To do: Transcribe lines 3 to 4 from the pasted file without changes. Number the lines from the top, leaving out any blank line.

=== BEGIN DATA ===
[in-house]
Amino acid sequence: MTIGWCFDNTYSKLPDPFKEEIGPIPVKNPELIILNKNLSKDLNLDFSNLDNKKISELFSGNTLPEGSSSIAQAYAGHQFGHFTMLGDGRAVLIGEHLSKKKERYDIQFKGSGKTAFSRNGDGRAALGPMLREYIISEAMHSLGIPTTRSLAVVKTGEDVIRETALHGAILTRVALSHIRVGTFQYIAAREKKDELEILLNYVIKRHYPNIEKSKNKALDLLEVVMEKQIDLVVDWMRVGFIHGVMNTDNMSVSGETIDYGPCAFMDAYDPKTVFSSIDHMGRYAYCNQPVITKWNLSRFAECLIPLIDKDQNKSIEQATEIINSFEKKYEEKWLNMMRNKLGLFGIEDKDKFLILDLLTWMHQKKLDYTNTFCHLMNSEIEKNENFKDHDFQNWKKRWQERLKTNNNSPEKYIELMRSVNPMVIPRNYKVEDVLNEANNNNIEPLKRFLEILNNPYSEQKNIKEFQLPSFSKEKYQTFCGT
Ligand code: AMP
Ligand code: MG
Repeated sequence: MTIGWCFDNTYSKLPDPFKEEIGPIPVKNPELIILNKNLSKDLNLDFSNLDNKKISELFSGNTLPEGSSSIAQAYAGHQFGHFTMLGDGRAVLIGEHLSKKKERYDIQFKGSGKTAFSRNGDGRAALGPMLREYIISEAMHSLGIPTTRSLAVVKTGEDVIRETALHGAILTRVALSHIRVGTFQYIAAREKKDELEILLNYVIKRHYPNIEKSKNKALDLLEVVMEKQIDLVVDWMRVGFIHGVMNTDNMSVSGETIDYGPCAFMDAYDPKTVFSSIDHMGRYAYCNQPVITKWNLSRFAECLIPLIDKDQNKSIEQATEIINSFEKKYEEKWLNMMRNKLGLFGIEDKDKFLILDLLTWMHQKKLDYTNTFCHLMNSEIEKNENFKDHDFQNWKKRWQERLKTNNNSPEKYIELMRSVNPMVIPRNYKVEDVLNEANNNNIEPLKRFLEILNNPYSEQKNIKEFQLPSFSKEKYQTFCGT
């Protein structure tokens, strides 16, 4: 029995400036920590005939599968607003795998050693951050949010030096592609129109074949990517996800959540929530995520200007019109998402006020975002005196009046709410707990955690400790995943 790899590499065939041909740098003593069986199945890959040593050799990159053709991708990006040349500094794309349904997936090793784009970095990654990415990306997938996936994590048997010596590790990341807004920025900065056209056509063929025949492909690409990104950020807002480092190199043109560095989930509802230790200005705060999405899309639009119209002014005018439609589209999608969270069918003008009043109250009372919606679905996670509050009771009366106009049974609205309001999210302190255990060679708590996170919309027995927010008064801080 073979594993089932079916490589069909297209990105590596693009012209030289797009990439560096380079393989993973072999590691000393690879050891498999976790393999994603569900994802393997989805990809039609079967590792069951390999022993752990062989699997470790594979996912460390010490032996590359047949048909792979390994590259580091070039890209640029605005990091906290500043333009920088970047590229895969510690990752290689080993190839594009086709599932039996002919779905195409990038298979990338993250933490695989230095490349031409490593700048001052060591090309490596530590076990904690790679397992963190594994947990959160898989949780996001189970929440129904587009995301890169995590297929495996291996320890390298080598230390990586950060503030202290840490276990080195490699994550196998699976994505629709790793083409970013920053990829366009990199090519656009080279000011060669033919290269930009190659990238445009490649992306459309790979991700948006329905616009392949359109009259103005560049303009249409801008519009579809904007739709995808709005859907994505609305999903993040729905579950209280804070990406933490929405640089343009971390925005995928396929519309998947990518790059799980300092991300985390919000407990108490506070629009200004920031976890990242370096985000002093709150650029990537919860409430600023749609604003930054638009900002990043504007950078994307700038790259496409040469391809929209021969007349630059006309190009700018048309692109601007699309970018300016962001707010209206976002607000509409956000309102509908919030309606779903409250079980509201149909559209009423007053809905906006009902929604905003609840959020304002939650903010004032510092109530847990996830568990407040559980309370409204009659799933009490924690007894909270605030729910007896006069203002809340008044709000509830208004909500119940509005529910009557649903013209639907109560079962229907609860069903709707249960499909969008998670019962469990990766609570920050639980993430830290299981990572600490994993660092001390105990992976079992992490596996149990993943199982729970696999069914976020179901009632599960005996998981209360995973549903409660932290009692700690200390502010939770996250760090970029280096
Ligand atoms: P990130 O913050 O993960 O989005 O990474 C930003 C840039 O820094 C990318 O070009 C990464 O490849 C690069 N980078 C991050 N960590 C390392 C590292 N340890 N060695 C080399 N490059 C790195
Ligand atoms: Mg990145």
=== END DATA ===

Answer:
Ligand code: AMP
Ligand code: MG